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Mary Ann Peters is an artist whose combined studio work, installations, public art projects and arts activism have made noted contributions to the Northwest and nationally for over 30 years. Most recently her work has focused on the overlap of contemporary events with splintered histories of the Middle East.
She will speak about her artwork at our upcoming event on Thursday, April 5th with Gary Faigin, who serves as Artistic Director at the Gage Academy of Art. In the meantime, Town Hall’s Jonathan Shipley spoke with her about migration, impossible monuments, and making the ugly beautiful.
JS: When you say your artwork is being informed by the migration crisis, what do you mean by that?
MAP: What I have been doing is researching migration patterns that happened at the turn of the 20th century out of what is what is now current day Lebanon and at that time, was Syria. And I’m looking at the pattern and the footprint of that movement through Europe into the Americas and making artwork about it. I’m comparing that historical record to contemporary events that are happening now and looking at how people are moving now.
I would argue, and I will say this, that there isn’t a migration crisis, there’s a humanitarian crisis and I’ve had enough experiences now being in Europe and also in Lebanon to be able to back that up a little bit.
That’s really what the crux, what the focus has been with my work.
You’re looking at the past 100 years or so, then, of that movement?
Yes. I’m comparing the footprint and the experiences 100 years apart.
What has been the most striking to you doing that comparison?
I’m not a researcher, really, I’m just a pretty good snoop, I guess. What I look for is under-noticed incidents that can, in some way, trigger an image I can make, or an installation I can make that would make people think about what would happen there.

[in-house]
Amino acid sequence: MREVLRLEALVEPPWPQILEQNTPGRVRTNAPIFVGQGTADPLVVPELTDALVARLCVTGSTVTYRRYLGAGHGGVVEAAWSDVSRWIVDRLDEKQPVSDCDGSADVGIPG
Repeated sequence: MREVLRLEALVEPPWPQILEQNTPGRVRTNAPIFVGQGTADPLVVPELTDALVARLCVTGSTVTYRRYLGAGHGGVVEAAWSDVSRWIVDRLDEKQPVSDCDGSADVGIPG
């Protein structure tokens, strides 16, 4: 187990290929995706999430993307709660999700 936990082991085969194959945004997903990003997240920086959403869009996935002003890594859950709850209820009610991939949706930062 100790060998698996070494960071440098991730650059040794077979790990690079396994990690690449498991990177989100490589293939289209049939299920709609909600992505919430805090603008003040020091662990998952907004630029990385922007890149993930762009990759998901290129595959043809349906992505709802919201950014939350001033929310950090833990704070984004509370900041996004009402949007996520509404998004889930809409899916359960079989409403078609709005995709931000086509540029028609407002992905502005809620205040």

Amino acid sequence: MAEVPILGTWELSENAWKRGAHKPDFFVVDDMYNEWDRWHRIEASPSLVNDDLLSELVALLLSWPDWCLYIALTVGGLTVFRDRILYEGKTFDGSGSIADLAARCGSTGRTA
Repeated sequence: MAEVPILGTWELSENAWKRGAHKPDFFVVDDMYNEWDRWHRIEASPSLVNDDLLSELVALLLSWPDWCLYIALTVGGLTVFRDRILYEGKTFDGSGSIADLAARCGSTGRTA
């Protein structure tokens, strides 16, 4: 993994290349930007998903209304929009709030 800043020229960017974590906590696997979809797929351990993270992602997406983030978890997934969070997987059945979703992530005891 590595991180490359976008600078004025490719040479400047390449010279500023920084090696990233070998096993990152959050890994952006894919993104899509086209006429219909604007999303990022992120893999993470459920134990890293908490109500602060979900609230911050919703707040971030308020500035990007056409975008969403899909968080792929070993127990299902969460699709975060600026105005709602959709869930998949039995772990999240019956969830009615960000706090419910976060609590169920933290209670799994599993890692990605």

Let me give you two historical differences. Syrian President Bashar Hafez al-Assad’s father, Hafez al-Assad – this isn’t a hundred years separation but it’s the lineage – attacked the city of Hama in 1982 and I found this by following the history of Hama. Assad’s father besieged the town of Hama for 27 days in order to quell an uprising by the Muslim Brotherhood against the government. He closed the borders and he closed the media and nobody really knew the extent of it until years later.
The reason I was following Hama is, for one, it’s a really beautiful city. It’s kind of the basis of farming country and it has this river that runs through it. It has an incredible aqueduct system with big water wheels in the river. In reading about that, I stumbled onto a ritual that happens. People go to the river in a ceremony. I think it happens once a year and they pour red dye into the river next to the water wheels and it churns up the water and turns it red. It’s like giving life blood back to the river and commemorating, at the same time, the people that died. That’s the way I’ve read the story. So, I made a painting called Painting the River Red as a consequence of reading about that.
In regards to your process – you read something like the red river – what inspires you to make a painting versus an installation versus a sculpture?
Which way can I best convey the narrative that I’m trying to suggest?
I have been doing a series, that I will be showing several pieces of during the event, called ‘impossible monuments.’ Those are based on contemporary information. Reading about Aleppo. Reading about the White Helmets. Reading about this incredibly beautiful historical site, one of the oldest continuously inhabited cities in the world and it’s being destroyed. That story got me.
But when you fly on an airplane and you look down it just looks like a beautiful pattern in this ground. You don’t necessarily see the destruction. That piece that I did about Aleppo that I named Ghosting, was about how people hold onto the memories of spaces that then, in turn, informs their holding onto their cultures.
I want to talk about the migration crisis, at the event, as a point of reference for the resilience of cultures that are in forced movement. I want to talk about footprints of cultures in various places that take a stronghold. They don’t move. They just get incorporated into the cultures that they have found themselves in.
You translate information and turn it into art.